Charu Khurana v. Union of India (2015) 1 SCC 192
JUDGES: Dipak Misra and Uday Umesh Lalit, JJ.
Date of Decision: 10-11-2014
The petitioners, who are qualified make-up artists willing to work as make-up artist in the film industry in the State of Maharashtra, filed a Writ Petition under Article 32 of the Constitution of India before the Supreme Court questioning the constitutionality of the decision of Cine Costume Make-up Artists and Hair Dressers Association of Mumbai not allowing them to be registered as members of the Association on two grounds, namely, i. they are women and ii. have not remained in the State of Maharashtra for a span of five years.
Gender discrimination in giving access to employment.
Article 39A in Part IV of the Constitution that deals with Directive Principles of State Policy, provides that the State shall direct its policies towards securing that the citizens, men and women equally, have the right to adequate means of livelihood. In Minerva Mills Ltd. v. Union of India, (1980) 3 SCC 625 the Constitution Bench has found that the Fundamental Rights and the Directive Principles are the two quilts of the chariot in establishing the egalitarian social order. In Vishaka v. State of Rajasthan, (1997) 6 SCC 241 the Supreme Court opined that the meaning and content of Fundamental Rights in the Constitution are of sufficient amplitude to encompass all the facets of gender equality including prevention of sexual harassment or abuse. The Court observed that when there is violation of gender justice and working woman is sexually harassed, there is violation of the fundamental rights of gender justice and it is clear violation of the rights under Articles 14, 15 and 21 of the Constitution. Thus, the aforesaid decision unequivocally recognises gender equality as a fundamental right.
In the instant case the discrimination done by the Association, a registered trade union, whose rules have been accepted, cannot take the route of the discrimination solely on the basis of sex. It really plays foul of the statutory provisions. It is absolutely violative of constitutional values and norms. If a female artist does not get an opportunity to enter into the arena of being a member of the Association, she cannot work as a female artist. It is inconceivable. The likes of the petitioners are given membership as hair dressers, but not as make-up artist. There is no fathomable reason for the same. It is gender bias writ large. It is totally impermissible and wholly unacceptable.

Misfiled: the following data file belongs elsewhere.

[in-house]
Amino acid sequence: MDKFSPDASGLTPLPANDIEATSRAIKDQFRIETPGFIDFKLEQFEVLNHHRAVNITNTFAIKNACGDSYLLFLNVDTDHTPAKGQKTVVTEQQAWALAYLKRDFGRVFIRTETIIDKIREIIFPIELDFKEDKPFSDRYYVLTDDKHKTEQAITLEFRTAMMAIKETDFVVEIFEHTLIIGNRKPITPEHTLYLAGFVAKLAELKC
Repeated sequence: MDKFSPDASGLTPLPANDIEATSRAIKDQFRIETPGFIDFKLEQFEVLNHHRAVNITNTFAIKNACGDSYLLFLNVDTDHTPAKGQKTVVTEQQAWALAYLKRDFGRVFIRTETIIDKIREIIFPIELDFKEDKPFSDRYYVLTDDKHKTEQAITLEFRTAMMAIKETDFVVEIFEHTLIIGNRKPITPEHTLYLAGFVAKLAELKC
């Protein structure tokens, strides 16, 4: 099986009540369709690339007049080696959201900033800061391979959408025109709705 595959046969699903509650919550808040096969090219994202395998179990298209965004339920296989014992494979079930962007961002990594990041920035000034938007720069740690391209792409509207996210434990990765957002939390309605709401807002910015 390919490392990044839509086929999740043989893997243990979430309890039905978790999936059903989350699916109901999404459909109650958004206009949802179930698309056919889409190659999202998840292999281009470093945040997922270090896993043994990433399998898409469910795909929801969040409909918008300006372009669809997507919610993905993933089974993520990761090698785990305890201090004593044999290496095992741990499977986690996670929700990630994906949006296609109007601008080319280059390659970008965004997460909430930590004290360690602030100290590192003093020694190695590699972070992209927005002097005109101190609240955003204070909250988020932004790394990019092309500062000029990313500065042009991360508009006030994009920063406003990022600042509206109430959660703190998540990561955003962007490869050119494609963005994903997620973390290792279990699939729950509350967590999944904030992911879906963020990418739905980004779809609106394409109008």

Regarding the issue of residence, in the case at hand, it does not relate to reservation but relates to having access to employment. The concept of domicile, as stipulated, has no rationale. It invites the frown of Articles 14, 15 and 21 of the Constitution of India. In the matter of public employment there has to be special provision. A trade union, which is registered under the statutory provision, cannot make a rule/regulation/bye-law contrary to the constitutional mandate and the statutory authority cannot accept the same. Be it stated, realising this, the Registrar of Trade Unions had directed the Association to delete the said rules. Despite the said direction, the Association has not done so.
It is really shocking that the Association has maintained such an adamantine attitude. In ordinary circumstances, the Registrar would have been directed to cancel the registration but we do not intend to do so. As the clauses relating to the membership and the domicile, namely, clause 4 and 6, are violative of the statutory provisions and the constitutional mandate and taking further note of the fact that the Registrar would have been, in normal circumstances, directed by us requiring the trade union to delete the clauses, we quash the said clauses and further direct that the petitioners shall be registered as members of the 5th respondent within four weeks. It will be the obligation of the Registrar of Trade Unions to see that they are registered as make-up artists. If the Association would create any hurdle, it will be obligatory on the part of the police administration to see that the female make-up artists are not harassed in any manner whatsoever, for harassment of a woman is absolutely unconscionable, unacceptable and intolerable.